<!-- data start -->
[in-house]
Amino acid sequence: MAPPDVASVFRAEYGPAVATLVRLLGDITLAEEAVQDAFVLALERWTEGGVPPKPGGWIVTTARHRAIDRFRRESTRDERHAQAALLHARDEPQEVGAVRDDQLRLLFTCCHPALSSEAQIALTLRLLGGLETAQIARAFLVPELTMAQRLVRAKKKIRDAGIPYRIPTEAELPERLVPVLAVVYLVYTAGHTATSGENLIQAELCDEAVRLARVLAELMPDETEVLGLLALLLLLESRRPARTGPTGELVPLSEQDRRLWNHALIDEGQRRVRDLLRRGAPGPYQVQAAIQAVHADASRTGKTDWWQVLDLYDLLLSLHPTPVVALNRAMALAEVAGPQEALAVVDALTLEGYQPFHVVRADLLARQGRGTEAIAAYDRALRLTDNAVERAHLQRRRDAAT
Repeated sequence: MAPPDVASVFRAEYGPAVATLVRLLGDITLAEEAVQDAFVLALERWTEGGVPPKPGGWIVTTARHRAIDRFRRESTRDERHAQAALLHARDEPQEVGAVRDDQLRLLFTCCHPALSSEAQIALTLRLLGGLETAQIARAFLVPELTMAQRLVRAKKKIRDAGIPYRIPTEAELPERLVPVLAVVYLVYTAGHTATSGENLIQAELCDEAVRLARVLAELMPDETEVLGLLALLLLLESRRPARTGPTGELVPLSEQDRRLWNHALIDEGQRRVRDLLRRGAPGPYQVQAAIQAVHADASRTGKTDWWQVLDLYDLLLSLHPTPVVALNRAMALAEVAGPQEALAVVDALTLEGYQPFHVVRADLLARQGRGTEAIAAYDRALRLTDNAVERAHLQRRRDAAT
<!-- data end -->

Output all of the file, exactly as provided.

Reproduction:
[in-house]
Amino acid sequence: MAPPDVASVFRAEYGPAVATLVRLLGDITLAEEAVQDAFVLALERWTEGGVPPKPGGWIVTTARHRAIDRFRRESTRDERHAQAALLHARDEPQEVGAVRDDQLRLLFTCCHPALSSEAQIALTLRLLGGLETAQIARAFLVPELTMAQRLVRAKKKIRDAGIPYRIPTEAELPERLVPVLAVVYLVYTAGHTATSGENLIQAELCDEAVRLARVLAELMPDETEVLGLLALLLLLESRRPARTGPTGELVPLSEQDRRLWNHALIDEGQRRVRDLLRRGAPGPYQVQAAIQAVHADASRTGKTDWWQVLDLYDLLLSLHPTPVVALNRAMALAEVAGPQEALAVVDALTLEGYQPFHVVRADLLARQGRGTEAIAAYDRALRLTDNAVERAHLQRRRDAAT
Repeated sequence: MAPPDVASVFRAEYGPAVATLVRLLGDITLAEEAVQDAFVLALERWTEGGVPPKPGGWIVTTARHRAIDRFRRESTRDERHAQAALLHARDEPQEVGAVRDDQLRLLFTCCHPALSSEAQIALTLRLLGGLETAQIARAFLVPELTMAQRLVRAKKKIRDAGIPYRIPTEAELPERLVPVLAVVYLVYTAGHTATSGENLIQAELCDEAVRLARVLAELMPDETEVLGLLALLLLLESRRPARTGPTGELVPLSEQDRRLWNHALIDEGQRRVRDLLRRGAPGPYQVQAAIQAVHADASRTGKTDWWQVLDLYDLLLSLHPTPVVALNRAMALAEVAGPQEALAVVDALTLEGYQPFHVVRADLLARQGRGTEAIAAYDRALRLTDNAVERAHLQRRRDAAT